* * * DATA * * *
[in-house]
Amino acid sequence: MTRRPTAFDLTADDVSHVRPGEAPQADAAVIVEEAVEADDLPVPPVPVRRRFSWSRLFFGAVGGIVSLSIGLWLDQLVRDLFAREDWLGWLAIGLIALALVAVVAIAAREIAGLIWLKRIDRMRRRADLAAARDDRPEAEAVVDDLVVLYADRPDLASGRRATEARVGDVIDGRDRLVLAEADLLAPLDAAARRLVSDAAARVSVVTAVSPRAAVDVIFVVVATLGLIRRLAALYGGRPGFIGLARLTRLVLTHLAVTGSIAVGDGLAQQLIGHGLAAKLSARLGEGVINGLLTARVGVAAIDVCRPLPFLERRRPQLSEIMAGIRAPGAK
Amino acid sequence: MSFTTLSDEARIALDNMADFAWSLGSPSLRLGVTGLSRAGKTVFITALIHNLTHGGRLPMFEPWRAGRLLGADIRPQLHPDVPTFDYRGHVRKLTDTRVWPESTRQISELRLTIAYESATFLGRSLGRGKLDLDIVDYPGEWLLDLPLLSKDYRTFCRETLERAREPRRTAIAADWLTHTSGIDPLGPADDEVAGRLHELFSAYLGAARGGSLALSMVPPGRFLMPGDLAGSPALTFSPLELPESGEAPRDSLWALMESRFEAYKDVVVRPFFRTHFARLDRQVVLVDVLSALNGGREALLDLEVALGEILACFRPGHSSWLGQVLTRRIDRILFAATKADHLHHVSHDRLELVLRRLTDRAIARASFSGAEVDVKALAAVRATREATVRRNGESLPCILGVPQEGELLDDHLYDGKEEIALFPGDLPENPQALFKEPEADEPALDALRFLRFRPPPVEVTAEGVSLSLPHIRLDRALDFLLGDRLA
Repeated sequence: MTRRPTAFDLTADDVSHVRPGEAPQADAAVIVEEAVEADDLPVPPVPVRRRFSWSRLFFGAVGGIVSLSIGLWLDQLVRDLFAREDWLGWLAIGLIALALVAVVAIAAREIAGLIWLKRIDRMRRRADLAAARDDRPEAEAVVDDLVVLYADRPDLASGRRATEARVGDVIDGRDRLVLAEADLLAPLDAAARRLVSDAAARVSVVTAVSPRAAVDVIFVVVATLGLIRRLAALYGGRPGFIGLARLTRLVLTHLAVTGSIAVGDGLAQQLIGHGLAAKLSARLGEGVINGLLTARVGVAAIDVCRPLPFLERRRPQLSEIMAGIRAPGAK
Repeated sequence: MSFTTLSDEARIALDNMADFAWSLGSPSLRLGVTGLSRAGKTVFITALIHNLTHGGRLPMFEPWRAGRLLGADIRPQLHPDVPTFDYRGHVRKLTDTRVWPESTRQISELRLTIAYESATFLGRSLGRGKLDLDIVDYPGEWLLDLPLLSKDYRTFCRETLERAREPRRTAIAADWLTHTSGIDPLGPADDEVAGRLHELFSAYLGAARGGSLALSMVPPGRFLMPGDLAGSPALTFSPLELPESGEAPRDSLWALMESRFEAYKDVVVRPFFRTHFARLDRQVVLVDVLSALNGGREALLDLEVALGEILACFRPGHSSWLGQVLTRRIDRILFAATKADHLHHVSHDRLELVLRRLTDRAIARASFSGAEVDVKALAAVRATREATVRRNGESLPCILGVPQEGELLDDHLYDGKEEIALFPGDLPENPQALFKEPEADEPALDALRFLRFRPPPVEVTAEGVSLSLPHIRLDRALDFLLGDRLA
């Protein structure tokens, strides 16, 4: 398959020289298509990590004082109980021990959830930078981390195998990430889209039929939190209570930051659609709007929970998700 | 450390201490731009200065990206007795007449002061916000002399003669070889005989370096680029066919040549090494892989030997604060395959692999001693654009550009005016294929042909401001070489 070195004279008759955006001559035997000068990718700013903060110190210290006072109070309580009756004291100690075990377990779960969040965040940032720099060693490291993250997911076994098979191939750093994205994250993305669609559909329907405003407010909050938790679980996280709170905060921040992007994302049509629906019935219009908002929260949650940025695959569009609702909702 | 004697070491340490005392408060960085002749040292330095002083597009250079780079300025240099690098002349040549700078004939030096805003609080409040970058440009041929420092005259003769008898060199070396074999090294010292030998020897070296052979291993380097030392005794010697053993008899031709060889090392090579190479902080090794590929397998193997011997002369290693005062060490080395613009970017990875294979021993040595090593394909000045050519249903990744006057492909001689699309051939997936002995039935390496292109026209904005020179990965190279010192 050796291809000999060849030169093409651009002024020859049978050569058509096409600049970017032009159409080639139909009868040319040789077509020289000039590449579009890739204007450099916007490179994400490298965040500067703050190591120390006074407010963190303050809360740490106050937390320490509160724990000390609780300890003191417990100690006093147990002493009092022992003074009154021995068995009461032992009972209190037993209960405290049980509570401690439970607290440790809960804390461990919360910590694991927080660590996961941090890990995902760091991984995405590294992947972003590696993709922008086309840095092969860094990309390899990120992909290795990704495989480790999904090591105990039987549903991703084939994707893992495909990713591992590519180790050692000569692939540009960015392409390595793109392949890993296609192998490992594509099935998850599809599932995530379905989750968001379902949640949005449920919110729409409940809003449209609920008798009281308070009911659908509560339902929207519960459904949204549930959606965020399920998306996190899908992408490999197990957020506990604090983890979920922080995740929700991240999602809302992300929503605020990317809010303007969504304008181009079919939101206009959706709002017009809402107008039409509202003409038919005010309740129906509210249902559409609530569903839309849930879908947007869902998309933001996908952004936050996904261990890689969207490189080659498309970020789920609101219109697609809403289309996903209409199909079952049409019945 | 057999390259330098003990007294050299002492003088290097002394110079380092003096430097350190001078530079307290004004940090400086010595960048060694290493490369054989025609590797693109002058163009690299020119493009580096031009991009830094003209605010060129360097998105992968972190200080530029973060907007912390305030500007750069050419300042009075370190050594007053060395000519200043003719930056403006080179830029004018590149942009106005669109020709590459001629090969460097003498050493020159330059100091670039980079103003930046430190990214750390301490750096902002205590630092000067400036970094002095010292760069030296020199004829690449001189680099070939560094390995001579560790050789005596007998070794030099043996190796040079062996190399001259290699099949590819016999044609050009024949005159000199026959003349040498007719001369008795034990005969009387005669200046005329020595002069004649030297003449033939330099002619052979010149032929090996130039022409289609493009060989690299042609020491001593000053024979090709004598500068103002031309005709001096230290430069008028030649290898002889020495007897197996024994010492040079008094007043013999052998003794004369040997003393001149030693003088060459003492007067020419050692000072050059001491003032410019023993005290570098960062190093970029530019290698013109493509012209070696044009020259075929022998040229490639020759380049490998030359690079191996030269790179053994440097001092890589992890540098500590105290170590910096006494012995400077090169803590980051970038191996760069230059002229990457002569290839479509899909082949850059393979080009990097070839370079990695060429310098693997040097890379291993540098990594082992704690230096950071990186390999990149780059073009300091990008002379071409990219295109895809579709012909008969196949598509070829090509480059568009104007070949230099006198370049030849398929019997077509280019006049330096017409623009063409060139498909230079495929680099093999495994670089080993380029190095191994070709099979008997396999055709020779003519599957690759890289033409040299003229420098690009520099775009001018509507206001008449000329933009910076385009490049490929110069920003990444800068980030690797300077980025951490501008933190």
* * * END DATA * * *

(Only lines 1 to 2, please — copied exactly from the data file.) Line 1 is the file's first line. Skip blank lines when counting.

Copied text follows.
[in-house]
Amino acid sequence: MTRRPTAFDLTADDVSHVRPGEAPQADAAVIVEEAVEADDLPVPPVPVRRRFSWSRLFFGAVGGIVSLSIGLWLDQLVRDLFAREDWLGWLAIGLIALALVAVVAIAAREIAGLIWLKRIDRMRRRADLAAARDDRPEAEAVVDDLVVLYADRPDLASGRRATEARVGDVIDGRDRLVLAEADLLAPLDAAARRLVSDAAARVSVVTAVSPRAAVDVIFVVVATLGLIRRLAALYGGRPGFIGLARLTRLVLTHLAVTGSIAVGDGLAQQLIGHGLAAKLSARLGEGVINGLLTARVGVAAIDVCRPLPFLERRRPQLSEIMAGIRAPGAK